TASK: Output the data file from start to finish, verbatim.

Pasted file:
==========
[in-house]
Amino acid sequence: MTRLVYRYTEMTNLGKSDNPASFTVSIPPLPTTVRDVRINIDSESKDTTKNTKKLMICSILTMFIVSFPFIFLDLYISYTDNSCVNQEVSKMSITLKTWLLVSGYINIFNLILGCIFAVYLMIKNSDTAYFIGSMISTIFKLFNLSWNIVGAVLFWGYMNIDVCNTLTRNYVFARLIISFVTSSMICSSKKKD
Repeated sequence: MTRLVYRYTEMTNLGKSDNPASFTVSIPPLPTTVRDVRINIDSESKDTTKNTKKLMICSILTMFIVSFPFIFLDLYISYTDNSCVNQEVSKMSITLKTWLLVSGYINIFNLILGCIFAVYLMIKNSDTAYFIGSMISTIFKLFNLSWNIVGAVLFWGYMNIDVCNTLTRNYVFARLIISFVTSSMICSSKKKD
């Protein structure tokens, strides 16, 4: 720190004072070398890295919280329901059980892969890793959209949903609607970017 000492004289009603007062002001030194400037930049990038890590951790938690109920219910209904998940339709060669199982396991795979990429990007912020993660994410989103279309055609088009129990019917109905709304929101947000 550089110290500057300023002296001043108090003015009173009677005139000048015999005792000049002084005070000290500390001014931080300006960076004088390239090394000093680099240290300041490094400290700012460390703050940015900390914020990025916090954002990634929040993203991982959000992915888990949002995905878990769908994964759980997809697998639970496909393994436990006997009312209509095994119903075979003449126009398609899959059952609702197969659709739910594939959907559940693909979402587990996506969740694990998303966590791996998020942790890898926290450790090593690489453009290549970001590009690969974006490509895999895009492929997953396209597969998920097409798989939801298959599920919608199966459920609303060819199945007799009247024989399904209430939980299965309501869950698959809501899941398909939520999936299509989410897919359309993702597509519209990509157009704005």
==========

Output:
[in-house]
Amino acid sequence: MTRLVYRYTEMTNLGKSDNPASFTVSIPPLPTTVRDVRINIDSESKDTTKNTKKLMICSILTMFIVSFPFIFLDLYISYTDNSCVNQEVSKMSITLKTWLLVSGYINIFNLILGCIFAVYLMIKNSDTAYFIGSMISTIFKLFNLSWNIVGAVLFWGYMNIDVCNTLTRNYVFARLIISFVTSSMICSSKKKD
Repeated sequence: MTRLVYRYTEMTNLGKSDNPASFTVSIPPLPTTVRDVRINIDSESKDTTKNTKKLMICSILTMFIVSFPFIFLDLYISYTDNSCVNQEVSKMSITLKTWLLVSGYINIFNLILGCIFAVYLMIKNSDTAYFIGSMISTIFKLFNLSWNIVGAVLFWGYMNIDVCNTLTRNYVFARLIISFVTSSMICSSKKKD
């Protein structure tokens, strides 16, 4: 720190004072070398890295919280329901059980892969890793959209949903609607970017 000492004289009603007062002001030194400037930049990038890590951790938690109920219910209904998940339709060669199982396991795979990429990007912020993660994410989103279309055609088009129990019917109905709304929101947000 550089110290500057300023002296001043108090003015009173009677005139000048015999005792000049002084005070000290500390001014931080300006960076004088390239090394000093680099240290300041490094400290700012460390703050940015900390914020990025916090954002990634929040993203991982959000992915888990949002995905878990769908994964759980997809697998639970496909393994436990006997009312209509095994119903075979003449126009398609899959059952609702197969659709739910594939959907559940693909979402587990996506969740694990998303966590791996998020942790890898926290450790090593690489453009290549970001590009690969974006490509895999895009492929997953396209597969998920097409798989939801298959599920919608199966459920609303060819199945007799009247024989399904209430939980299965309501869950698959809501899941398909939520999936299509989410897919359309993702597509519209990509157009704005």